The architect as designer
When it comes to the world of design, architect Asif Khan likes to make things happen. Whether it's producing a high-tech chair for last year's Milan Salone Satellite out of a material that's never been used for furniture before, approaching a landmark East London church with an innovative idea to recreate their missing spire, or cleverly finding a way around floor-size restrictions at the West Beach Cafe in Littlehampton.
Now, only two years after setting up his practice, Khan's multi-disciplined way of working has caught the eye of London's Design Museum, where he has been chosen as one of five designers in residence. He's the only architect on the list, not just this year, but ever. "I've been trying to prove myself as both a designer and an architect and show that I can work in both fields. Now it's like I've been given an enormous endorsement as both," explains east-London-based Khan. For his part in the group exhibition, which will be on display in a glass tank outside the museum from 27 January, he's producing Harvest, a collection of neglected greenery and weeds that he has turned into lighting and furniture.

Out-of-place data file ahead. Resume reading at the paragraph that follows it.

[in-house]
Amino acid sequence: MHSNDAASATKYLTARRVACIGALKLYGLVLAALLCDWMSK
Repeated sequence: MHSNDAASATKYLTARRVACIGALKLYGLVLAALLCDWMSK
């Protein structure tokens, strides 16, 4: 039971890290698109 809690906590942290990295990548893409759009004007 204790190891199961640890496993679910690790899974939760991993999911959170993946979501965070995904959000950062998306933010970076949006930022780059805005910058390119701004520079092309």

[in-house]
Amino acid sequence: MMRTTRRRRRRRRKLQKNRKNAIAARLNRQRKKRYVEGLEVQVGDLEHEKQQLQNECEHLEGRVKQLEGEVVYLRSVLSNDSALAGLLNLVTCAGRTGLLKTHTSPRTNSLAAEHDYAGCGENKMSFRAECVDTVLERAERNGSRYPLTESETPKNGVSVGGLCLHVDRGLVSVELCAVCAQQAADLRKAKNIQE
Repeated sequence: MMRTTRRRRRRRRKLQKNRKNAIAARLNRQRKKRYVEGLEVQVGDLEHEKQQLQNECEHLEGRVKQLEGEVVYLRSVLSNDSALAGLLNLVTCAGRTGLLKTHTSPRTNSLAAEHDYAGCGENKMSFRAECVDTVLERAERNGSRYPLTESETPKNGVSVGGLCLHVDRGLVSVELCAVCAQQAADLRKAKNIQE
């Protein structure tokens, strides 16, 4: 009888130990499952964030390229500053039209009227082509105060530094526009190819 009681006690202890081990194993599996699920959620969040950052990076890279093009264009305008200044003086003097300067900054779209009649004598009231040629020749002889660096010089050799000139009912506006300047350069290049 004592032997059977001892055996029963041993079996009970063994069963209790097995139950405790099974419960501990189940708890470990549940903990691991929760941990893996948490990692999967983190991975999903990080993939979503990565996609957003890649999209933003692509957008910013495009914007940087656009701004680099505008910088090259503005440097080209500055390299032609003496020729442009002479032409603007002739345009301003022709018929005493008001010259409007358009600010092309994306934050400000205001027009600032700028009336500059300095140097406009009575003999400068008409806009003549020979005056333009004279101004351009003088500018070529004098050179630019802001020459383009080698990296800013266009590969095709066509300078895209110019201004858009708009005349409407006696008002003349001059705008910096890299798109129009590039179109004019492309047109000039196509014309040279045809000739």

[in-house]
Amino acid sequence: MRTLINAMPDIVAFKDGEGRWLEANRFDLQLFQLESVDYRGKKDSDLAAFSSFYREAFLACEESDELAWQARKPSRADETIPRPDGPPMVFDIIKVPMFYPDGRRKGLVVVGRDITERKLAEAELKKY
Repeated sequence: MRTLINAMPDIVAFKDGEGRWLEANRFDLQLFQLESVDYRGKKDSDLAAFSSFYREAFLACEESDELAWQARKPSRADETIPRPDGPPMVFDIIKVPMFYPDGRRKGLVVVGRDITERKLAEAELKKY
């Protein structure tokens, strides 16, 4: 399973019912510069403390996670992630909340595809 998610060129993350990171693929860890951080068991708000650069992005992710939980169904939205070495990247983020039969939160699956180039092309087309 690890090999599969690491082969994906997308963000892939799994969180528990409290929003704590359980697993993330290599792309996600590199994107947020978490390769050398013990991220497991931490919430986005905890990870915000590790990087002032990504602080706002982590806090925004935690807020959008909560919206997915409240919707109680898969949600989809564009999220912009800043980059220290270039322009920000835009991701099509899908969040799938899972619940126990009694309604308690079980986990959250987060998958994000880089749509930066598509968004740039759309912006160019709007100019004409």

The beauty of Khan's work is that it spans so many fields. A collaboration with fashion designer Osman Yousefzada on a swivel-mobile made from mirror-polished stainless steel, which hung above the catwalk entrance for his A/W 2009 show, is currently on display at the Cass Sculpture Foundation in Goodwood, and he's involved in an ongoing project to transform the Pavilion café in London's Victoria Park. "Design is interesting because it covers every part of life. The whole world is your oyster."
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